On April 1, 2001, one month after the closing, we finally moved in. Before she left, my mother picked some early forsythia blooms from the back yard and placed a vase on our freshly painted mantle.
After the birth of our first daughter, I didn’t want my parents who were waiting outside to come into the delivery room, not just yet. Sarah had been rushed to the special care nursery after swallowing meconium. We were scared. I wanted to be able to tell my parents that she was fine and protect them from needless worry. We were still waiting for some news when my mother came in. She told me that I had forgotten that she wasn’t just worried about her new granddaughter. She was worried about me. She picked up a brush on the side table and began to smooth my matted hair.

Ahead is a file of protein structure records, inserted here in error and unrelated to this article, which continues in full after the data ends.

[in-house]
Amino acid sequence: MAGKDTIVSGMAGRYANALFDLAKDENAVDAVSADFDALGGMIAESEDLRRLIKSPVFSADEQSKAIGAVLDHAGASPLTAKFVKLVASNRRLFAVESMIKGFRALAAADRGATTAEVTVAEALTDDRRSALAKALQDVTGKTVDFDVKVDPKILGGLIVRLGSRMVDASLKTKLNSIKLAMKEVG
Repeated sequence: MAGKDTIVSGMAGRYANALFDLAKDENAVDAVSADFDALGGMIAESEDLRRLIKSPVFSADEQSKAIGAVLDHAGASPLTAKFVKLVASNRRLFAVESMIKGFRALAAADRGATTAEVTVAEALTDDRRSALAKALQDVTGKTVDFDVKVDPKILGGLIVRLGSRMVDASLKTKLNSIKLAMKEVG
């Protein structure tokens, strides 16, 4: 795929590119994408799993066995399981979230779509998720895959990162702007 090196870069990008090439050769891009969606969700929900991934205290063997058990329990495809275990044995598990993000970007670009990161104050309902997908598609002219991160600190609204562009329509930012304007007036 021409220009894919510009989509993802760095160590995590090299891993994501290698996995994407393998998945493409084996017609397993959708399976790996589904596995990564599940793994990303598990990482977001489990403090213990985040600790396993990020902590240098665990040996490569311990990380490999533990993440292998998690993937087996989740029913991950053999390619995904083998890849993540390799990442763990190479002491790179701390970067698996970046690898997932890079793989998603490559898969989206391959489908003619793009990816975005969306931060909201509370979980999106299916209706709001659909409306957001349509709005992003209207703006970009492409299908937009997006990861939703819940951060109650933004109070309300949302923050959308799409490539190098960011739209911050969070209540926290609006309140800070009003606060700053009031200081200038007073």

A month or so after my brother, Tommy, died, my mother and I made a trip to their nearby Trader Joe’s supermarket. She wanted to pick up a few things, including some American cheese to make burgers for my dad for dinner that night. We couldn’t find any. When we asked about it, a pretentious worker told my mother that they don’t tend to carry American cheese in this store. My mother sheepishly whispered to me that this is more of a place to buy Brie or Camembert. I was steaming mad and feeling fiercely protective. Without my mother knowing, I asked to speak with the manager. She apologized, and agreed this worker’s tone/attitude was unnecessary. I then proceeded to join my mother waiting in the checkout line. After a few minutes, the manager walked over with two bouquets of flowers and presented one to each of us.
I felt vindicated, and knew exactly how my mother must have felt after the Snow White incident.